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Thursday, May 29, 2014

Taliesin--Spring Green, Wisconsin

Copyright, Jim Lane
Taliesin, Spring Green, Wisconsin, grew from the brow of Wright's favorite boyhood knoll.
Freezing, thawing, tree roots, aging
limestone, and simply poor
construction demand a constant 
emphasis on preservation.
A week or so ago I visited Frank Lloyd Wright's Taliesin West both here and in real life. Taliesin West, located near Scottsdale, Arizona, was Wright's winter home, also the winter campus of his Taliesin Fellowship. Just a few days ago, I visited the original Taliesin, located outside Spring Green, Wisconsin. This was Wright's original home from about 1911 until his death in 1959 at the age of 91. The two places are comparable, but not very. The original Taliesin shows the wear and tear derived from nearly one-hundred years of harsh Wisconsin winters and Wright's constant "fiddling" with it (not to mention the ravages of fire on two separate occasions). The weather in Scottsdale is also rather harsh, but on the whole, the dry summer heat tends to be preservative in nature rather than degenerative. Like its Wisconsin namesake, Taliesin West bears the marks of Wright's penchant for experimentation, but by the 1930s, Wright was more sure of himself. There was sprawl, but not without the unity of design so lacking in Wisconsin.
Copyright, Jim Lane
The current entrance to the Taliesin living quarters, the last of several over the years
(Wright kept moving them).
The entrance to the fellowship
living space.
The name, Taliesin, is Welsh meaning "shining brow." Whereas other architects, now and then, would have been tempted to build atop their favorite boyhood retreat, Wright, instead, built along the gentle slop of a hill (its brow) on three sides of the central knoll creating a sort of "courtyard" effect which, with its dark wood and stone appears to have grown naturally from the hill itself. The house itself (despite the two fires) has always occupied the north wing (facing west on the outward side) while the other two sides of the "U" evolved from stables and livestock areas into garages, service quarters, and guest accommodations. Later, and still today, these areas became living quarters for Taliesin Fellowship members and their families.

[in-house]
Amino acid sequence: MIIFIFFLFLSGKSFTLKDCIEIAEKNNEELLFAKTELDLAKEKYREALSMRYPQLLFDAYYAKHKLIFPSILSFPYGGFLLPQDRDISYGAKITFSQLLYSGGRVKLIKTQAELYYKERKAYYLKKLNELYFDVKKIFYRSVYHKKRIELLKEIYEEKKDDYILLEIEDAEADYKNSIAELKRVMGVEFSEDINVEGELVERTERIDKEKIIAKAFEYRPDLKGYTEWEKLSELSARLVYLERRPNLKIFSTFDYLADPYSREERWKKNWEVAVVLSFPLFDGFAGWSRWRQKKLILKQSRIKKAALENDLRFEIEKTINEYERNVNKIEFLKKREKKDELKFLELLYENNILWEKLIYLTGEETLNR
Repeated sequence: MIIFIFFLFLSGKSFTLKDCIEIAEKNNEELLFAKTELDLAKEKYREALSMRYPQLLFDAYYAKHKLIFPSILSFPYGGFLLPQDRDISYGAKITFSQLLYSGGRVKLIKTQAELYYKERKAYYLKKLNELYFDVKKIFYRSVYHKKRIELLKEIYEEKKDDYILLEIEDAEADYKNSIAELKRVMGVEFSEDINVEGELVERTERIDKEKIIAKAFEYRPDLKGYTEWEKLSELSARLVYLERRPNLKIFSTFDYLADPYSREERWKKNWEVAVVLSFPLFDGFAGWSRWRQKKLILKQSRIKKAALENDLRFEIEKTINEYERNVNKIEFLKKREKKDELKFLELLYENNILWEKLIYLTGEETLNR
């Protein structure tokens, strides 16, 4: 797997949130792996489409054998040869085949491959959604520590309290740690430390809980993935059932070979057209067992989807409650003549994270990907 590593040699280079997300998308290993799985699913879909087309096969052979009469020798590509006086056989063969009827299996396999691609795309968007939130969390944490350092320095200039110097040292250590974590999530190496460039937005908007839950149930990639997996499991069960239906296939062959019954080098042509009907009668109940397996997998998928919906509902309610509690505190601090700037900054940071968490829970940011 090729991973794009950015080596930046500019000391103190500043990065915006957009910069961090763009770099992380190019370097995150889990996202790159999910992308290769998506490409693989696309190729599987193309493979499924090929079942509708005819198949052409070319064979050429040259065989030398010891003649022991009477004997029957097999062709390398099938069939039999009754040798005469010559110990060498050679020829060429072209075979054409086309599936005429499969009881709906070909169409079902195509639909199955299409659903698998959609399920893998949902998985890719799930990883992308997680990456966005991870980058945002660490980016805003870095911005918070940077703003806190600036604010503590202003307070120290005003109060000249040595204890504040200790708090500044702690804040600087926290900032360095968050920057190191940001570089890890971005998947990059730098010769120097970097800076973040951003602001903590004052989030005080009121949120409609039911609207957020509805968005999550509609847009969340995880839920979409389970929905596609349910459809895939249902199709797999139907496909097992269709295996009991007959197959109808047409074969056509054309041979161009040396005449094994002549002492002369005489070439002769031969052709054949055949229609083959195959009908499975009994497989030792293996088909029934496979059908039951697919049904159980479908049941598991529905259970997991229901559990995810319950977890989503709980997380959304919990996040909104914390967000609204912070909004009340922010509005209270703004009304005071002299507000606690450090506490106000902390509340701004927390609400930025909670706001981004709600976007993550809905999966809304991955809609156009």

The Taliesin Fellowship popular
image--the master promulgates.
The Taliesin Fellowship, much
closer to reality during the 1930s.

Under Wright's nearly constant habitation, Taliesin took on the qualities of a living being, a laboratory for architectural experimentation, and, as money permitted and circumstances demanded, the center of the commune-like architectural school Wright and his third wife, Olga, developed, as a vital means of survival during the lean days of the early 1930s. Apprentices sought out Wright and Taliesin solely on the basis of the man's reputation which, even so, was at something of a low ebb at that point. Times were tough. Would-be architects often found themselves hoeing corn, cooking, cleaning, and repairing roofs with barely a glimpse, much less instruction from their architect idol.

Wright's office and the Taliesin "work room" during the 1930s. 
Here is where Fallingwater first took shape on paper.
Then came Fallingwater. The Kauffman hunting lodge in southwestern Pennsylvania took form first in Wright's mind, where it remained for almost a year until a visit to Taliesin by his client in 1936 propelled Wright and his hard-pressed apprentices into a 24-hour drawing frenzy. The final elevations were completed by them as Wright and his wealthy client had lunch. Fallingwater took final form on paper at Taliesin and propelled Wright to the top of his profession. The success of the Taliesin Fellowship was never again in doubt as Wright and his futuristic concrete, stone, and glass masterpiece landed on the cover of Time magazine even before the house was finished.

Despite the popular image of clean, lines and simple textures often associated
with Wright's interiors, as the living room at Taliesin demonstrates,
his personal space was far from simple or uncluttered
Today Taliesin is a mixture of refined hominess and historic symbolism. Here, Wright freed domestic architecture from "the box," yet it never ceases to amaze me how long it took him to finally embrace the curve (as seen in New York's Guggenheim Museum, his final work completed only after his death). Long, low, lean, and horizontal with the occasional accenting vertical or diagonal line, Wright perfected his organic architecture and demonstrated its versatility at Taliesin. At the same time, he and his wife perfected a means of guaranteeing his theories, style, and vision of the future would survive through his writings and teachings for perhaps hundreds of years after his death.

The Taliesin Fellowship studio today, having taken over the remodeled
turn-of-the-century boarding school Wright designed for two of his aunts around 1901.

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